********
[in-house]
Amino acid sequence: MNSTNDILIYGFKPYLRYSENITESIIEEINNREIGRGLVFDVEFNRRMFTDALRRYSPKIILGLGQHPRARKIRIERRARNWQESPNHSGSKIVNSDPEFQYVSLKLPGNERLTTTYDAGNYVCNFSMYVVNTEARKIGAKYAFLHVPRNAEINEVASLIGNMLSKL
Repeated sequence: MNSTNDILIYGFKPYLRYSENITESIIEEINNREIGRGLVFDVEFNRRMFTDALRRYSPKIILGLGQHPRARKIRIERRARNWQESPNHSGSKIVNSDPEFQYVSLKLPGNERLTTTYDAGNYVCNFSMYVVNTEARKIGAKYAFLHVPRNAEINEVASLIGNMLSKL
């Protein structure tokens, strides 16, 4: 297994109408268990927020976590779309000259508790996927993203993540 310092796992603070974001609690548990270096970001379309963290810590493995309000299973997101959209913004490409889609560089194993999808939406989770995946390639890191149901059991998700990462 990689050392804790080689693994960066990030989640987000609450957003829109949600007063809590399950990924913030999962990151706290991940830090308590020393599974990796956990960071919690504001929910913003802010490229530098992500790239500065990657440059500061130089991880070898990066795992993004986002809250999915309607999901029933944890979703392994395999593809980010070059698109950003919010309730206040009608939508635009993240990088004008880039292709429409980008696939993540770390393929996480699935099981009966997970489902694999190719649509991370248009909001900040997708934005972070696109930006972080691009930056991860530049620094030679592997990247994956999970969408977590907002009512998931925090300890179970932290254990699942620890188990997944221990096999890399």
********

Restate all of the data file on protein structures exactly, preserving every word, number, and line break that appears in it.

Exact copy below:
[in-house]
Amino acid sequence: MNSTNDILIYGFKPYLRYSENITESIIEEINNREIGRGLVFDVEFNRRMFTDALRRYSPKIILGLGQHPRARKIRIERRARNWQESPNHSGSKIVNSDPEFQYVSLKLPGNERLTTTYDAGNYVCNFSMYVVNTEARKIGAKYAFLHVPRNAEINEVASLIGNMLSKL
Repeated sequence: MNSTNDILIYGFKPYLRYSENITESIIEEINNREIGRGLVFDVEFNRRMFTDALRRYSPKIILGLGQHPRARKIRIERRARNWQESPNHSGSKIVNSDPEFQYVSLKLPGNERLTTTYDAGNYVCNFSMYVVNTEARKIGAKYAFLHVPRNAEINEVASLIGNMLSKL
């Protein structure tokens, strides 16, 4: 297994109408268990927020976590779309000259508790996927993203993540 310092796992603070974001609690548990270096970001379309963290810590493995309000299973997101959209913004490409889609560089194993999808939406989770995946390639890191149901059991998700990462 990689050392804790080689693994960066990030989640987000609450957003829109949600007063809590399950990924913030999962990151706290991940830090308590020393599974990796956990960071919690504001929910913003802010490229530098992500790239500065990657440059500061130089991880070898990066795992993004986002809250999915309607999901029933944890979703392994395999593809980010070059698109950003919010309730206040009608939508635009993240990088004008880039292709429409980008696939993540770390393929996480699935099981009966997970489902694999190719649509991370248009909001900040997708934005972070696109930006972080691009930056991860530049620094030679592997990247994956999970969408977590907002009512998931925090300890179970932290254990699942620890188990997944221990096999890399």